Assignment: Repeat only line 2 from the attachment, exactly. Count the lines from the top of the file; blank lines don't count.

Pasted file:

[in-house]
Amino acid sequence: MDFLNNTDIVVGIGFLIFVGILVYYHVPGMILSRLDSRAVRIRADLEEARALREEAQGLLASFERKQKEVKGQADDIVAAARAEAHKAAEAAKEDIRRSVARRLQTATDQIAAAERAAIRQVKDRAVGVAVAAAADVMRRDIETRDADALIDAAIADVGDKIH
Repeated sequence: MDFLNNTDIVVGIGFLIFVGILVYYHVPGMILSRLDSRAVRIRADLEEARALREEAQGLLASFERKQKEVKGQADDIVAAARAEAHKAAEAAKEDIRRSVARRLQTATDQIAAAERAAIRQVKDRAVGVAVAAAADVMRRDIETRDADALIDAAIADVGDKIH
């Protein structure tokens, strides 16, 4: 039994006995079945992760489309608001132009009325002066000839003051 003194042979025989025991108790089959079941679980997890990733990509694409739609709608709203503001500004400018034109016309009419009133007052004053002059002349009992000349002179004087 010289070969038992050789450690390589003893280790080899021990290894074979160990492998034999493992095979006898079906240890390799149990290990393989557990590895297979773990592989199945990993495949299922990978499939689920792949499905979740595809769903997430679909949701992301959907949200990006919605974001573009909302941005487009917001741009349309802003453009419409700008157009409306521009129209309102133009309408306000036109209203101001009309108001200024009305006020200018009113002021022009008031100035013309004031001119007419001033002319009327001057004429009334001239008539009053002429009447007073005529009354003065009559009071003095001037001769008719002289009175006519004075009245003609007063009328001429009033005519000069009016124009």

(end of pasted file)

Amino acid sequence: MDFLNNTDIVVGIGFLIFVGILVYYHVPGMILSRLDSRAVRIRADLEEARALREEAQGLLASFERKQKEVKGQADDIVAAARAEAHKAAEAAKEDIRRSVARRLQTATDQIAAAERAAIRQVKDRAVGVAVAAAADVMRRDIETRDADALIDAAIADVGDKIH